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What are the building regulations for conservatory
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daveyj   Guest


   
     
 
What are the building regulations for conservatory
13.06.2011 at 12:23:45
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I have had a look on the other forum topics but have not found an answer to my question. My partner and I have decided to rather than move from our house we are going to try and build our own conservatory (we will try anyway). I have been told by a good friend that we may not need planning permission but that it must meet certain regulations. Has anyone got any idea just what the Multimedia File Viewing and Clickable Links are available for Registered Members only!!  You need to Login or Register actually are?

Like I say I want to try and build it myself to save us money on builders costs.

Any help would be greatly appreciated.
 
 
  
 
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Re: What are the building regulations for conservatory
Reply #1 - 13.06.2011 at 13:15:30
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Quote:
I have had a look on the other forum topics but have not found an answer to my question. My partner and I have decided to rather than move from our house we are going to try and build our own conservatory (we will try anyway). I have been told by a good friend that we may not need planning permission but that it must meet certain regulations. Has anyone got any idea just what the Multimedia File Viewing and Clickable Links are available for Registered Members only!!  You need to Login or Register actually are?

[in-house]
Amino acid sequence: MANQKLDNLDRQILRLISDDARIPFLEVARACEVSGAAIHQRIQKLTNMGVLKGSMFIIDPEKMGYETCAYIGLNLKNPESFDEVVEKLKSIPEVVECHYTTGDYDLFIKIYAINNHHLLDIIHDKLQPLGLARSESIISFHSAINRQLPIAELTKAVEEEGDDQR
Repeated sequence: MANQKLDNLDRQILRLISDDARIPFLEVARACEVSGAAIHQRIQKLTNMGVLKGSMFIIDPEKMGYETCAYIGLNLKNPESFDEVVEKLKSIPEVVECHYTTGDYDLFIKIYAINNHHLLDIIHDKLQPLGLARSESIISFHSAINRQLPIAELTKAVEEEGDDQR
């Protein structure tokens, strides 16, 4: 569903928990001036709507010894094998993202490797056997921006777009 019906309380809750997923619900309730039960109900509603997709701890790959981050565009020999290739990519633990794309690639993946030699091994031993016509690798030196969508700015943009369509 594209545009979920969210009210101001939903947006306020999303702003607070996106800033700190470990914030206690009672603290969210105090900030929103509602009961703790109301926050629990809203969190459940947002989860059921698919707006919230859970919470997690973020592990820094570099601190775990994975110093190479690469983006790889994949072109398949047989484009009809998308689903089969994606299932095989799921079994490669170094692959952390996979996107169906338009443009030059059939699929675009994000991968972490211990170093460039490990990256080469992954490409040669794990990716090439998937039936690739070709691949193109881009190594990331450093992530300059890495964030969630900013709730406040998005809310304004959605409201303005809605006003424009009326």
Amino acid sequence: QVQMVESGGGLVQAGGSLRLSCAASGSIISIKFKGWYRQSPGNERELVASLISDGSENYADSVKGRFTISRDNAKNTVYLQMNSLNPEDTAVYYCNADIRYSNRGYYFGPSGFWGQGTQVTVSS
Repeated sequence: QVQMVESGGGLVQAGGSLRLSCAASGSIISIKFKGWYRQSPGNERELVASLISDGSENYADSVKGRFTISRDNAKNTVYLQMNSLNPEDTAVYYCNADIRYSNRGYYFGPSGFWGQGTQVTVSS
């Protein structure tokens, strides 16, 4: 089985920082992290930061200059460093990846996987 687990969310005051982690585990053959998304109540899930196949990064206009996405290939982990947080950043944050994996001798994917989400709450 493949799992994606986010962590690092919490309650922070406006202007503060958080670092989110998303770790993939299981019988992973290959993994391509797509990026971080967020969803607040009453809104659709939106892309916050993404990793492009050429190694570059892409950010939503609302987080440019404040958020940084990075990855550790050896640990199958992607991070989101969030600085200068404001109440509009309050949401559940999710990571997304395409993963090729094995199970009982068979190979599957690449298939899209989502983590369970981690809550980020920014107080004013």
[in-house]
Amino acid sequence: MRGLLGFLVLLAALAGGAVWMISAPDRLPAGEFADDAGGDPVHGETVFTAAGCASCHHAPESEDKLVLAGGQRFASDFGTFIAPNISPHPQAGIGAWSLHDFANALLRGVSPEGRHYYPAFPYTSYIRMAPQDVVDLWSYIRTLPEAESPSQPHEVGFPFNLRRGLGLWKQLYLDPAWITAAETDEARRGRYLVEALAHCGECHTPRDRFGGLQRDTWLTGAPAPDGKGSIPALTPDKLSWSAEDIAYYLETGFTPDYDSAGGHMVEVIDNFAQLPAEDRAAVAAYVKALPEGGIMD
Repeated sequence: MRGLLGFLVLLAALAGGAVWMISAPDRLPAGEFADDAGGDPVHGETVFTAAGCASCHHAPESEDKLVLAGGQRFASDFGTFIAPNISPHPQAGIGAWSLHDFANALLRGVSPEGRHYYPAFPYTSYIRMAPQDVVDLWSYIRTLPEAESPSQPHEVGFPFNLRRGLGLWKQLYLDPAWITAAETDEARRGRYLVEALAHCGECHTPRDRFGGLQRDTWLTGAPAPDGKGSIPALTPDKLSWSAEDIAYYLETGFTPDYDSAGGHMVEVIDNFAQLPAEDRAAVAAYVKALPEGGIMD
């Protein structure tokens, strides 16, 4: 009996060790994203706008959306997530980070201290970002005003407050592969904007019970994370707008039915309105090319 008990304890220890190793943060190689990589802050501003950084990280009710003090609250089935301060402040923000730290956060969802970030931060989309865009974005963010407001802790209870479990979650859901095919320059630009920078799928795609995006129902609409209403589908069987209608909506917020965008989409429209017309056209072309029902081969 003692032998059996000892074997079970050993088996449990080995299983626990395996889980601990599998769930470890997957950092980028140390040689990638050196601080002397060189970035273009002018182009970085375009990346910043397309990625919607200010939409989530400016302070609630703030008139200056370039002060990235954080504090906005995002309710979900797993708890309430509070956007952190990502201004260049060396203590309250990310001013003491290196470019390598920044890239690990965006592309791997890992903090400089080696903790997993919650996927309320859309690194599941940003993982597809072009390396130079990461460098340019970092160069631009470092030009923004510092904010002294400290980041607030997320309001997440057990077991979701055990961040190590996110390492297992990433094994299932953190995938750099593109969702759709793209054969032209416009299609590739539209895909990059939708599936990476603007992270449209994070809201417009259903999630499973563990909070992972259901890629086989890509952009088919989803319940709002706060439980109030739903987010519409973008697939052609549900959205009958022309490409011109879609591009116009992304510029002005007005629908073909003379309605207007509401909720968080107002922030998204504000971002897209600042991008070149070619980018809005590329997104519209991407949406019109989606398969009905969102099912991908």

Like I say I want to try and build it myself to save us money on builders costs.

Any help would be greatly appreciated.

Hi daveyj
Conservatories Building Regulations answer's can be that you do but then you get a answer that you dont. some Conservatories dont need Planning Permission but Any new structural opening, linking the conservatory to the house will need necessitate building regulations approval, Planning Permission. as there will be structural changes made to a load bearing wall
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I.E: you will need structural steel, concrete lintels put in to support the load of the span of the new opening, doors, windows linking to the conservatory this will need Planning Permission as (structural changes made to a load bearing wall) and the (steel, concrete lintels) need to be signed off by a structural engineer
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« Last Edit: 13.06.2011 at 14:42:14 by Forum Administrator »  

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Re: What are the building regulations for conservatory
Reply #2 - 13.06.2011 at 13:49:42
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Conservatories Building Regulations
In general domestic conservatories are exempt under UK building regulations. We have listed below some of the exemptions requirements under building regulations 1991 (as amendments). This criteria must be met for a conservatory to be classified as exempt.